From creating cars that communicate with each other, to helping kids write their own books, to improvising medical devices worthy of MacGyver, these six innovators promise to change the way we live
Author TOM SAMILJAN
For most tinkerers, the do-it-yourself model is useful for everything from home renovations and custom computers to tricked-out cars and Lego sculptures. For Jose Gomez-Marquez, a 2011 TED fellow and program director of MIT’s Innovations in International Health lab, the DIY ethos is something to apply toward inexpensive medical solutions — an inhalable measles vaccine, a bike pump-powered nebulizer for asthma patients — that can save lives in developing countries.
According to conventional wisdom, anything used by doctors requires years of development and sackfuls of money before it can be put into the field. But where third-world regions are concerned, all that cost and process can prove prohibitive. “Ninety-five percent of the medical devices sent to the developing world break,” says Gomez-Marquez. “And sometimes they get fixed and sometimes they don’t.” If a medical centrifuge fails and doesn’t get repaired, then tests for, say, malnutrition-induced anemia won’t happen — which is when something like Gomez-Marquez’s manual toilet-plunger-with-tubes centrifuge comes in handy.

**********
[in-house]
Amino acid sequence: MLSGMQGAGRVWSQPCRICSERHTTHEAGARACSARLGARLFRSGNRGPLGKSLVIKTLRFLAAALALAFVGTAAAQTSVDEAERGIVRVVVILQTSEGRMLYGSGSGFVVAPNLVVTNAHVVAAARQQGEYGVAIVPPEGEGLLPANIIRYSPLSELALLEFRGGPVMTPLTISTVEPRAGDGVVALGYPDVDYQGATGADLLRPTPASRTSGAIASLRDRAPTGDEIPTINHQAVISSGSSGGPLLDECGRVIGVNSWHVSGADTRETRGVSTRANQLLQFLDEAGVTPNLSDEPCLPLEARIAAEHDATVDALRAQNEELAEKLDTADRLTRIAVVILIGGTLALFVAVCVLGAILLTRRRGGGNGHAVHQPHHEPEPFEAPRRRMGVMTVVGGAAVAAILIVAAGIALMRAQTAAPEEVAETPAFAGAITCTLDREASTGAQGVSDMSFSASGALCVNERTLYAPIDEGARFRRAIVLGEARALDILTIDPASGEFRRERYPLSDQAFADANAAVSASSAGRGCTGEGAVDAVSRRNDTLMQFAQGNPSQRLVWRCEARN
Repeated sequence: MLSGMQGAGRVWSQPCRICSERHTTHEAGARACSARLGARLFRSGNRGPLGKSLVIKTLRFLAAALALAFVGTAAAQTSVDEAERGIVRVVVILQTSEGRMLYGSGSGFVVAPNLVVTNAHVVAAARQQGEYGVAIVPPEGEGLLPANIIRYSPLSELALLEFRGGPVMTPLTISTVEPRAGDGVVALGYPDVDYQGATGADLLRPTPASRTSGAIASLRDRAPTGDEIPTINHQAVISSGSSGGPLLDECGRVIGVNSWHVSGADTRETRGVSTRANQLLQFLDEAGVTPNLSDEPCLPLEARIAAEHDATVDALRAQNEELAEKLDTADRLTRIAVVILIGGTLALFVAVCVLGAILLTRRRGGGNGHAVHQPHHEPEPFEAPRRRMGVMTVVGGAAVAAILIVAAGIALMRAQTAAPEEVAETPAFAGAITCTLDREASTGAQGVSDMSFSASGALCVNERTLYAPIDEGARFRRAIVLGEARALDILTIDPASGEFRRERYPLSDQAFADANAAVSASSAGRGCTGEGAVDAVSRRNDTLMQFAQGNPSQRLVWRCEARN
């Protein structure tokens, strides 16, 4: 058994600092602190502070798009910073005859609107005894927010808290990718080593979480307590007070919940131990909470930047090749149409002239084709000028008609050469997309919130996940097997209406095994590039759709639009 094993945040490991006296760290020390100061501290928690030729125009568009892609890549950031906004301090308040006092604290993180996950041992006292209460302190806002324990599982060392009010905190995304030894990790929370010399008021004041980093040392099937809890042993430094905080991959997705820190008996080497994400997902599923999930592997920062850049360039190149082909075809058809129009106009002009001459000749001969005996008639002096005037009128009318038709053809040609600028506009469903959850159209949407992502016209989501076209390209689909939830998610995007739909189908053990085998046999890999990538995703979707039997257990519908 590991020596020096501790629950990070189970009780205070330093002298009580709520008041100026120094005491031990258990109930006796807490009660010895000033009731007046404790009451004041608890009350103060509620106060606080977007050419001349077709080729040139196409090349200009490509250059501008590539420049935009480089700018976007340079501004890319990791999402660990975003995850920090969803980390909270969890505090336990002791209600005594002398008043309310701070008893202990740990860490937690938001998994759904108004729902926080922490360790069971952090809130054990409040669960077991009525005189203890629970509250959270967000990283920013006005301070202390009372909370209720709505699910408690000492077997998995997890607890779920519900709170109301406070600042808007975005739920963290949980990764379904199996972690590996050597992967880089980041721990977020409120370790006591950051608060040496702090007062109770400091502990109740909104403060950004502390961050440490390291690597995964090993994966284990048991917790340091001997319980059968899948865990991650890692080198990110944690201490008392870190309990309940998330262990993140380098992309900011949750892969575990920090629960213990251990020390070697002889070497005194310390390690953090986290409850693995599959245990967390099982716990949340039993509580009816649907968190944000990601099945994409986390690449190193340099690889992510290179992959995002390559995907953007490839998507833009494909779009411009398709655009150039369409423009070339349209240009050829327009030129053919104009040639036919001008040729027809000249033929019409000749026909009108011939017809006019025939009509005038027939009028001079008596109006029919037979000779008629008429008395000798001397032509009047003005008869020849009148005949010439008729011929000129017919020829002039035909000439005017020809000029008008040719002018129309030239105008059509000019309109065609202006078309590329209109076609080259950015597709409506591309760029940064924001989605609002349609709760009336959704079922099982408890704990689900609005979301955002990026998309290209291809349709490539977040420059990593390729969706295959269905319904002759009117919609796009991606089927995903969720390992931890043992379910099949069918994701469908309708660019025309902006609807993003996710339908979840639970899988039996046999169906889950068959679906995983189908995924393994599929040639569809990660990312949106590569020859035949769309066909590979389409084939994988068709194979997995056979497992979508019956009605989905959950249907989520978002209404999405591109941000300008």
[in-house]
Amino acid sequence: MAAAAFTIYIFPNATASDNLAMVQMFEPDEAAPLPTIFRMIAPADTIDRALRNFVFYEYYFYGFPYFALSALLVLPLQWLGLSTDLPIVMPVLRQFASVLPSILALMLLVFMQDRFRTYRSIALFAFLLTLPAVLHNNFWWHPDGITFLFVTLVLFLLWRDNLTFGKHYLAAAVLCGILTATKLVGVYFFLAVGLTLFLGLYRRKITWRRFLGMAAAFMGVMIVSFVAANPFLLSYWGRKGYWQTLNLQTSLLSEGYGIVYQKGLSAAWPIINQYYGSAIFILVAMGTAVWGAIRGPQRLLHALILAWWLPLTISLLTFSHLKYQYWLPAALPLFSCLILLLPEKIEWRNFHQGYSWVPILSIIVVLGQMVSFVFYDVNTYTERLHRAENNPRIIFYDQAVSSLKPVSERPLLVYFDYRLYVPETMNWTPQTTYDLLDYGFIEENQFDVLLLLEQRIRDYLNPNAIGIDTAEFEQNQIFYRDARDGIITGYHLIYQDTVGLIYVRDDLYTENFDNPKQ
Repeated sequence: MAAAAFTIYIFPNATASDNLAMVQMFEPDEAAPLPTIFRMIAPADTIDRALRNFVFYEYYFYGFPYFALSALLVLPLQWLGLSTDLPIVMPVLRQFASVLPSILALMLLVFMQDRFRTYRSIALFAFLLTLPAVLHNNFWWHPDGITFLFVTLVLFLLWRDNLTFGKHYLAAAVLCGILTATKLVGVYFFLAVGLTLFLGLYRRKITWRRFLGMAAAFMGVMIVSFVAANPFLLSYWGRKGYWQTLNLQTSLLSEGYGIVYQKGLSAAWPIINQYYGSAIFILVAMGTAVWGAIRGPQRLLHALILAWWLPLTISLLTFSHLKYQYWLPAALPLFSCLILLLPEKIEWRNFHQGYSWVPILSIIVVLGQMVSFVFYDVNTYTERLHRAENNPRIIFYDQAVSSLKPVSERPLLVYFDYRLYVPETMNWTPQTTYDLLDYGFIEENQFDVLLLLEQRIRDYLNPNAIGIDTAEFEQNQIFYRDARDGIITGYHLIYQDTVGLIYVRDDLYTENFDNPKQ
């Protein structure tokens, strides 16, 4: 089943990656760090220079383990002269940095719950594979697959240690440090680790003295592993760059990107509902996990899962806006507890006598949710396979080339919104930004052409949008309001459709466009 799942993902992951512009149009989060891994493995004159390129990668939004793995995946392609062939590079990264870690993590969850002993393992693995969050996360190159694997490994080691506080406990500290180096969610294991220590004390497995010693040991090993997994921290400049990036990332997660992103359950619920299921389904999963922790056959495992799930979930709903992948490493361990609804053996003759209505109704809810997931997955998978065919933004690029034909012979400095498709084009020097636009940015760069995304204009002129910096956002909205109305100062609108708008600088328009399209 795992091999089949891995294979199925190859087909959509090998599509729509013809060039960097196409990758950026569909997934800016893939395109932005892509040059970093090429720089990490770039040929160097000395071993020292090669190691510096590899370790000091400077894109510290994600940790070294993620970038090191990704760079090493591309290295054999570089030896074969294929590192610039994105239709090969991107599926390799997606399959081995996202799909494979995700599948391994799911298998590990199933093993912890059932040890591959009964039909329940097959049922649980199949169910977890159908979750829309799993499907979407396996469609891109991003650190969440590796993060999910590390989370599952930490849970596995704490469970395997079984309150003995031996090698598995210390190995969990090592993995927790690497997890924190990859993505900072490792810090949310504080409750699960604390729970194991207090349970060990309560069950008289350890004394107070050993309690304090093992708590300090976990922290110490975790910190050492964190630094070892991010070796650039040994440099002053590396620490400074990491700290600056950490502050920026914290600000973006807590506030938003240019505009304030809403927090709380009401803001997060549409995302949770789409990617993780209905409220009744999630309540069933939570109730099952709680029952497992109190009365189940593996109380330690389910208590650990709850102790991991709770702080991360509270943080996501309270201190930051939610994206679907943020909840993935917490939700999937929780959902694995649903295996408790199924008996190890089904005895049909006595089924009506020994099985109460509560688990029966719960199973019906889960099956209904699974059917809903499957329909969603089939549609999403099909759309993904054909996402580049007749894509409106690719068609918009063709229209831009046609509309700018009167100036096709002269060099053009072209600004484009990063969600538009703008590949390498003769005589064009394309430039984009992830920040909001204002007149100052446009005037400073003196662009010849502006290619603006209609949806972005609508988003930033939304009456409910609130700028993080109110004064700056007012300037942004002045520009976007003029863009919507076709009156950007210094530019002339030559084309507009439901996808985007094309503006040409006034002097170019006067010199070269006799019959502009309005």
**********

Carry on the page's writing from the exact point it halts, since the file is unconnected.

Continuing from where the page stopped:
Gomez-Marquez knows from experience. Growing up in Honduras, where many of his family members were doctors, he spent a lot of time in hospitals and not only saw their machines breaking down, but also witnessed the impromptu solutions devised by medical staff. “In the developing world, you’ll find a team of ‘MacGyver’ doctors,” says Gomez-Marquez, “but they’ll never tell you about these rubber-band solutions, because they’re embarrassed about them.” Gomez-Marquez’s latest project is, fittingly, a toolkit that can be used by medical personnel to create makeshift equipment — kind of an Erector set for medical devices.
Of course, Gomez-Marquez admits, there are some areas where makeshift won’t do the trick. At least not yet. “We’re not anywhere close to doing any kind of implantable thing, like a DIY pacemaker,” he says, “but that doesn’t mean there aren’t a boatload of medical devices still waiting for simple solutions.”
JOSE GOMEZ-MARQUEZ / AGE 35 / FROM TEGUCIGALPA, HONDURAS / LIVES IN BOSTON / PREVIOUS GIG INVESTMENT MARKETER AT INVESCO INSTITUTIONAL